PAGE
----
Networks: Balancing Acts for … Life

March 20, 2015 Leave a comment

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I have had many conversations recently about network form and transition, all of which have me thinking of what we often talk about in our practice at IISC: balancing acts. The core approach that informs our work in the world is Facilitative Leadership, which strives to create and inspire the conditions for collaborative and net work that yields greater, more sustainable and equitable changeIn co-creating these conditions, as process designers, facilitators, trainers and coaches, we invoke a variety of practices and frameworks, each of which has its own dynamic range of considerations.

For example, in helping those with whom we partner to think about their ultimate and ongoing aims, we offer up our R-P-R triangle, which invites thinking about the multi-dimensional nature of success as viewed from the perspectives of results, process, and relationships (see this reflection on its use by an existing network). What we like to say is that where and how we focus with respect to these elements depends upon context and strategic moments, which are always shifting if even subtly. At times we might heighten focus in one domain, but its serves not to get stuck there and to keep eyes on all areas in the long run.

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Likewise in terms of decision-making, we believe and experience that there is no one right way to make a decision, seeing a range of legitimate options in a collaborative and networked environment from (informed) unilateral to consensus to delegation to decentralization. A key question is – How does any given approach serve the long-term collective interests and satisfy the multiple dimensions of success? Always making decisions unilaterally is hardly collaborative, and making every decision by consensus is hardly strategic. Context matters, and so we suggest to not simply default and rather to mindfully choose (for those big or collectively significant decisions) and balance.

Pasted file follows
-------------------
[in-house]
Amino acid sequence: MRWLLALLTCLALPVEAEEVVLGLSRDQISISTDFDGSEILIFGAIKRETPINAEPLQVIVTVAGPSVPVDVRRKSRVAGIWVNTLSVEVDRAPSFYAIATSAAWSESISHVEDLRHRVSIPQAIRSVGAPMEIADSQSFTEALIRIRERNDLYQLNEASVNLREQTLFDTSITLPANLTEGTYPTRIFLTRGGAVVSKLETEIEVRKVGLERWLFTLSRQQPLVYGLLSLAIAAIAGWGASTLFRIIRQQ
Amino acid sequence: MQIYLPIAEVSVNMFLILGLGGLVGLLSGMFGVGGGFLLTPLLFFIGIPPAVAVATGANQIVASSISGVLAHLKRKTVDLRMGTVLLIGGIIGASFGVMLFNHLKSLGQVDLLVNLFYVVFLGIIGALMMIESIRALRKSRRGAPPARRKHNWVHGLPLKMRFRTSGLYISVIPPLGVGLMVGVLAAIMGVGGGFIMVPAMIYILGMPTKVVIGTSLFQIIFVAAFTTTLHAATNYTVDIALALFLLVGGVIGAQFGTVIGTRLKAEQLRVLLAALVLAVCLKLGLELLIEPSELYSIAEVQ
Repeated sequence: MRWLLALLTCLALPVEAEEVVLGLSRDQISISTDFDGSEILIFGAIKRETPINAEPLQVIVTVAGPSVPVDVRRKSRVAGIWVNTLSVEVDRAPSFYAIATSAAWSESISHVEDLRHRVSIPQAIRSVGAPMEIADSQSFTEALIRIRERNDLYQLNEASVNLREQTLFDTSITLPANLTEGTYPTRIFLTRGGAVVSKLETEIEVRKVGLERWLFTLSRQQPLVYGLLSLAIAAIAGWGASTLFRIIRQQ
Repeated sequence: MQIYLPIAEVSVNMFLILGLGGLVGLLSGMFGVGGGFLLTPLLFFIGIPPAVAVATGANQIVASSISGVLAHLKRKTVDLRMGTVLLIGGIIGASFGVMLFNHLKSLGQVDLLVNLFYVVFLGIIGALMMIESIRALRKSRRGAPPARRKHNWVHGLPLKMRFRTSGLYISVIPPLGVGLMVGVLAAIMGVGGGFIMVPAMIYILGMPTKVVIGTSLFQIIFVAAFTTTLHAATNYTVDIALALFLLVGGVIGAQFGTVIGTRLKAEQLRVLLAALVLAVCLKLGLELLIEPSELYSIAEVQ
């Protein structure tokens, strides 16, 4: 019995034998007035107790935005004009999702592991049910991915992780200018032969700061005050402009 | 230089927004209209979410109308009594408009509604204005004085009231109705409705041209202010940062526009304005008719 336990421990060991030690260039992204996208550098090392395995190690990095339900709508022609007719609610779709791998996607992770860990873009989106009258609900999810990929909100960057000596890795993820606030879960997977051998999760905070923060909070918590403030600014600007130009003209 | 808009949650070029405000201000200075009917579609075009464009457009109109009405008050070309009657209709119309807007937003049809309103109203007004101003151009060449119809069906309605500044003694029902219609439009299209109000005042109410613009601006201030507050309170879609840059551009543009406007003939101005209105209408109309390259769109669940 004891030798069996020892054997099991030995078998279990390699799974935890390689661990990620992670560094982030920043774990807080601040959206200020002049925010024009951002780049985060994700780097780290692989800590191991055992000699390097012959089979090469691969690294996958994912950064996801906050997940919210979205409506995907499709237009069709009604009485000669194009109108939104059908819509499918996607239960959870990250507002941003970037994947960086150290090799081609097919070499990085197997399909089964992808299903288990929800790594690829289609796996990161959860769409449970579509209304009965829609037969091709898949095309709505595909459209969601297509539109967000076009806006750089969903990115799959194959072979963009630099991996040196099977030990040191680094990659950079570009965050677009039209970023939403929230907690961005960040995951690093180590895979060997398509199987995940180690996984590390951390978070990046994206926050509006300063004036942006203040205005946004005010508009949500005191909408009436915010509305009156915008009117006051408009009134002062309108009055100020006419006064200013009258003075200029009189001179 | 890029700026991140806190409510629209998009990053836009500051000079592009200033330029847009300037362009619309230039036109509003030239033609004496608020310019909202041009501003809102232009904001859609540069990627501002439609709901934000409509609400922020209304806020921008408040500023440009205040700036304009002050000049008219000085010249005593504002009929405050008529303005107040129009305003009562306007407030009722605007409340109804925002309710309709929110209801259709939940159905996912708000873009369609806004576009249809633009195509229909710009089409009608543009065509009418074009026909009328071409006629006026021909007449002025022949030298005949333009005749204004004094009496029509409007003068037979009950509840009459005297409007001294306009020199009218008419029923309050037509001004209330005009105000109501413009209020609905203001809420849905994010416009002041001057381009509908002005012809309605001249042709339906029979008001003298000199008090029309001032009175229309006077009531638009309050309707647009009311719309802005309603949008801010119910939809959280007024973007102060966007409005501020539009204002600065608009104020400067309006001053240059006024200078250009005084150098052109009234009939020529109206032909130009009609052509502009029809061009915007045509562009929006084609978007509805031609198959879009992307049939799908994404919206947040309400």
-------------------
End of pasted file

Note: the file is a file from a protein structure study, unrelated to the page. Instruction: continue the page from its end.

Same holds true for facilitation and process design practices, including how expansive and structured to be. It goes on, with respect to social velocity – How quickly does a networked effort need to (try) to move, in a particular instant (however long that instant may be)? How inclusive does it need to be? And who on earth does it make sense (if feasible) to make these decisions? Whatever answers are arrived at, expect them to change over time! Dynamic movement, which is all in keeping with the larger living systems of which we are a part. Expand, contract. Breathe in, breathe out. For everything there is a season. 

For some this may be maddening, especially if seeking ordered, predictable and prescriptive approaches. But these don’t seem to work so well in the realm of complexity. As Niels Pflaeging offers up in one of my favorite (slightly modified) quotes – “People can pay a high price for the illusion of control.” Complexity pushes us to what Mitchell Waldrop calls “the edge of chaos,” a fertile and yet potentially anxiety-provoking state. I like Waldrop’s extended quote from his work Complexity, that serves (at least for me) as a pull forward into the future as we dance and design with complex systems and evolving networks:

The balance point — often called the edge of chaos — is where the components of a system never quite lock into place, and yet never quite dissolve into turbulence either…The edge of chaos is where life has enough stability to sustain itself and enough creativity to deserve the name of life. The edge of chaos is where new ideas and innovative genotypes are forever nibbling away at the edges of the status quo, and where even the most entrenched old guard will eventually be overthrown…. The edge is the constantly shifting battle between stagnation and anarchy, the one place where a complex system can be spontaneous, adaptive and alive.”

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